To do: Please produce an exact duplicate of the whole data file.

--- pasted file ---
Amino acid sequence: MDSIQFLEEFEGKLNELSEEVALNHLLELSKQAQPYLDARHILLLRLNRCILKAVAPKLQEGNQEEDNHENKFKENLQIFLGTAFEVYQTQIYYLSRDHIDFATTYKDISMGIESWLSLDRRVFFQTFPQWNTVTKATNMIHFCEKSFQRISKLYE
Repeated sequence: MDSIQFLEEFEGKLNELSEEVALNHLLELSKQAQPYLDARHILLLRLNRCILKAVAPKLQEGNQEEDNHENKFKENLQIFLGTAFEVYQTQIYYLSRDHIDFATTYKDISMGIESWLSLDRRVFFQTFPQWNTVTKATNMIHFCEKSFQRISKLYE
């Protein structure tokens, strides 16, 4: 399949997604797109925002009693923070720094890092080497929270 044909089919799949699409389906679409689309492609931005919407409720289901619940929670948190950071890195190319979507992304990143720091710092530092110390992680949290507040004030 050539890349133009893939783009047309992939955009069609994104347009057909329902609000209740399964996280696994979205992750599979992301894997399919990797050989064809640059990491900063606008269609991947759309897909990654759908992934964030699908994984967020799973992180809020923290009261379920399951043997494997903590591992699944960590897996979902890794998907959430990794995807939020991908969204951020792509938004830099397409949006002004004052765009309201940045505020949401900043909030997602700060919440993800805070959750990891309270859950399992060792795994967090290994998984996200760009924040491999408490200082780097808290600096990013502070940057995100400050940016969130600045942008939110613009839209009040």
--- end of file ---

Amino acid sequence: MDSIQFLEEFEGKLNELSEEVALNHLLELSKQAQPYLDARHILLLRLNRCILKAVAPKLQEGNQEEDNHENKFKENLQIFLGTAFEVYQTQIYYLSRDHIDFATTYKDISMGIESWLSLDRRVFFQTFPQWNTVTKATNMIHFCEKSFQRISKLYE
Repeated sequence: MDSIQFLEEFEGKLNELSEEVALNHLLELSKQAQPYLDARHILLLRLNRCILKAVAPKLQEGNQEEDNHENKFKENLQIFLGTAFEVYQTQIYYLSRDHIDFATTYKDISMGIESWLSLDRRVFFQTFPQWNTVTKATNMIHFCEKSFQRISKLYE
């Protein structure tokens, strides 16, 4: 399949997604797109925002009693923070720094890092080497929270 044909089919799949699409389906679409689309492609931005919407409720289901619940929670948190950071890195190319979507992304990143720091710092530092110390992680949290507040004030 050539890349133009893939783009047309992939955009069609994104347009057909329902609000209740399964996280696994979205992750599979992301894997399919990797050989064809640059990491900063606008269609991947759309897909990654759908992934964030699908994984967020799973992180809020923290009261379920399951043997494997903590591992699944960590897996979902890794998907959430990794995807939020991908969204951020792509938004830099397409949006002004004052765009309201940045505020949401900043909030997602700060919440993800805070959750990891309270859950399992060792795994967090290994998984996200760009924040491999408490200082780097808290600096990013502070940057995100400050940016969130600045942008939110613009839209009040």